3. Getting into a point of view. Unless you’re writing a fictionalized autobiography, fiction requires you to step out of your own worldview and into the worldview of somebody (or more than one somebody) else. Any branch of anthropology, including archaeology, requires the same thing…except you’re doing your best to step into the worldview of real people, living or dead (depending on what you’re working on).
  4. Beginning, Middle, and End (and sometimes Epilogue). Obviously, a story has to have a beginning, middle, and end – even if it’s a flash fiction story, something happens, something changes, someone’s mind opens or closes or shifts. In archaeology, we have Phase 1 projects (surveys, which might be done with ground penetrating radar or electromagnetometry or by walking the site or by shovel testing), Phase 2 projects (“Hey! We found stuff in Phase 1 and someone is willing to pay for us to find out more!!”) where you dig test units in areas that promise evidence of features or artifacts, and Phase 3 projects (when you excavate a site in detail). Not every site gets to Phase 2, and not all Phase 2 projects go on to a Phase 3. It depends on money, the site’s potential for adding to our knowledge of history/prehistory, and why the site was being excavated to begin with (Who funded it? Did they fund it voluntarily, or for compliance with the law before their development could move forward? How fast do they want the archaeologists out of their hair?) Or you could view the beginning, middle, and end of archaeology this way: Excavation, artifact processing, and report writing. Because those three steps happen on any project, at any level (unless you’re a lousy archaeologist). The epilogue, in that case, could be seen as public presentations, or in some cases the establishment of a historical center or local museum on site.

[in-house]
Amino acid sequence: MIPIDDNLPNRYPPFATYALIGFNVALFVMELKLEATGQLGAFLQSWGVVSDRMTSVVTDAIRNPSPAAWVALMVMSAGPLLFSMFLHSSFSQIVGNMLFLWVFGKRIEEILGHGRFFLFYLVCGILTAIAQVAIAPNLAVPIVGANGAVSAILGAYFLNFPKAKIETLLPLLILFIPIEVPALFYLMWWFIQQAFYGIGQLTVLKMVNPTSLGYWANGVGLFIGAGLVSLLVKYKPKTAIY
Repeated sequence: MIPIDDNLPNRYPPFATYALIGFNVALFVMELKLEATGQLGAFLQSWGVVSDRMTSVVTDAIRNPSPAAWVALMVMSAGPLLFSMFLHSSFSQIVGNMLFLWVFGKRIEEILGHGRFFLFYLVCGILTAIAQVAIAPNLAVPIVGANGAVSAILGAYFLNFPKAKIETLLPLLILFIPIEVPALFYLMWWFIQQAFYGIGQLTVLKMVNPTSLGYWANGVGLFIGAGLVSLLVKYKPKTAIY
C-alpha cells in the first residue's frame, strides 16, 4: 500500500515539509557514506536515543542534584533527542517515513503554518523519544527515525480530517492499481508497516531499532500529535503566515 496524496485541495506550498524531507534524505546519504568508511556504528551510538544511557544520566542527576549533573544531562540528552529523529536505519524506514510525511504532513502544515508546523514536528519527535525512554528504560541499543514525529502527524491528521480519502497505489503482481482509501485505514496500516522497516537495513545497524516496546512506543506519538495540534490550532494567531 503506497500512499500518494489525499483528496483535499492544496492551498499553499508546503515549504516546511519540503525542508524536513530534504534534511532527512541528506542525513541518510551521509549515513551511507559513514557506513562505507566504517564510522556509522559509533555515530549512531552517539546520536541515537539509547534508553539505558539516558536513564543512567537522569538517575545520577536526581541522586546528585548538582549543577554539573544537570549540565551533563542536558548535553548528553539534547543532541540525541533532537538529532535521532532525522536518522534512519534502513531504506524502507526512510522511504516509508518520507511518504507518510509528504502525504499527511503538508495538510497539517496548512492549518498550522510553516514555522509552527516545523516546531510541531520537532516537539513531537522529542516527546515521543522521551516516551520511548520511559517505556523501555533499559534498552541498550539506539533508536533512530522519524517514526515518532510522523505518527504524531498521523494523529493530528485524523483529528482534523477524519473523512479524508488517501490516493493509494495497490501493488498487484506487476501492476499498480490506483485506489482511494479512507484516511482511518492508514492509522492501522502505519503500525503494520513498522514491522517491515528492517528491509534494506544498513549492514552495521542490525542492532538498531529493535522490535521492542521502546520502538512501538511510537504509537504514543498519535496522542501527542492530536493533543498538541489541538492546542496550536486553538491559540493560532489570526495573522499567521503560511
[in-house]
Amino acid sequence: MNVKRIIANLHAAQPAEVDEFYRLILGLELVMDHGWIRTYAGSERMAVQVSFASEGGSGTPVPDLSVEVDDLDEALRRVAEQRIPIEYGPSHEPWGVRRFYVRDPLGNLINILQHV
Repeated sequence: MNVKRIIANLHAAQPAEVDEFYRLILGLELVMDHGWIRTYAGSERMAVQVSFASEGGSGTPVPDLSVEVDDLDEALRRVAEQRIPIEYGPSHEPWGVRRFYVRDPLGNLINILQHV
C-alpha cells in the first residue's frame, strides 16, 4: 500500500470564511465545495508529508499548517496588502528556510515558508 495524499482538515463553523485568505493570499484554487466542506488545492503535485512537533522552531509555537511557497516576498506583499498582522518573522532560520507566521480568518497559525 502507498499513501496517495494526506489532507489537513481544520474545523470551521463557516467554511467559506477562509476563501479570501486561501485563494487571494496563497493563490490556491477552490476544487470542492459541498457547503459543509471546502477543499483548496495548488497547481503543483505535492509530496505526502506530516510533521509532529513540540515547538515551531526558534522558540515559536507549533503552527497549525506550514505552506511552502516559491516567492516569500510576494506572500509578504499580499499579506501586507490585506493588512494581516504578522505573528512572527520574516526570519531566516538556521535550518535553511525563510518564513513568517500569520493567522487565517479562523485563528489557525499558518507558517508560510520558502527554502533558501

5. Drinking, Swearing, and Nerding Out. All three of these activities are near and dear to both archaeologists and writers. At least, 90% of all the archaeologists and writers I know. Preferably, do all three at the same time while in the company of other writers/archaeologists after a day of slaving away at the computer/with the trowel.

(Sort of) Guest Post

For years now, my mom (Marian Allen) and I have been obsessing over Mikhail Bulgakov’s The Master and Margarita, and specifically over the cat Behemoth (our favorite character in the novel).  My mom is also obsessed with Hello Kitty.  So yesterday, I spontaneously decided to draw Hello Behemoth for Mom.  Today, she posted the picture on her blog for Caturday, and I’m counting that as a guest post because it means I don’t have to write a real post.  Ha!  (By the way, dear Readers, something about all this does relate to the sequel….)

yWriter 5, and Why I Might Become an Outliner